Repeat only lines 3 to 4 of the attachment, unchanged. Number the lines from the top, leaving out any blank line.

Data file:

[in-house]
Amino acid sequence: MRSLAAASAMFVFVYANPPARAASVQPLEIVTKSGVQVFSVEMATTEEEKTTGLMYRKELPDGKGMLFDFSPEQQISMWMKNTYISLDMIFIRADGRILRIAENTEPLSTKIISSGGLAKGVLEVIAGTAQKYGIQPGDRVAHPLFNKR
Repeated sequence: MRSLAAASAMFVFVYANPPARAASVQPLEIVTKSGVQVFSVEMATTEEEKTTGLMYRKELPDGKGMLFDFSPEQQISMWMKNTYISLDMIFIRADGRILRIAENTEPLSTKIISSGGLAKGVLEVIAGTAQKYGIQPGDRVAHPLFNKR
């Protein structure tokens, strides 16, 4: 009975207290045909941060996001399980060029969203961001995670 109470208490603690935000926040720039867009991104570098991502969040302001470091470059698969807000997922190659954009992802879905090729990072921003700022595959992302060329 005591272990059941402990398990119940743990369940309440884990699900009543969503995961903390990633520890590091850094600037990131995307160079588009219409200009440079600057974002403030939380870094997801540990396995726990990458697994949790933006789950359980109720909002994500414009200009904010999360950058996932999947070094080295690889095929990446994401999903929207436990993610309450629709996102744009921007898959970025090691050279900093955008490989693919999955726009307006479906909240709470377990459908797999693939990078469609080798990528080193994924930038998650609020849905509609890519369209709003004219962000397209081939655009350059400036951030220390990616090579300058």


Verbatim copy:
Repeated sequence: MRSLAAASAMFVFVYANPPARAASVQPLEIVTKSGVQVFSVEMATTEEEKTTGLMYRKELPDGKGMLFDFSPEQQISMWMKNTYISLDMIFIRADGRILRIAENTEPLSTKIISSGGLAKGVLEVIAGTAQKYGIQPGDRVAHPLFNKR
């Protein structure tokens, strides 16, 4: 009975207290045909941060996001399980060029969203961001995670 109470208490603690935000926040720039867009991104570098991502969040302001470091470059698969807000997922190659954009992802879905090729990072921003700022595959992302060329 005591272990059941402990398990119940743990369940309440884990699900009543969503995961903390990633520890590091850094600037990131995307160079588009219409200009440079600057974002403030939380870094997801540990396995726990990458697994949790933006789950359980109720909002994500414009200009904010999360950058996932999947070094080295690889095929990446994401999903929207436990993610309450629709996102744009921007898959970025090691050279900093955008490989693919999955726009307006479906909240709470377990459908797999693939990078469609080798990528080193994924930038998650609020849905509609890519369209709003004219962000397209081939655009350059400036951030220390990616090579300058």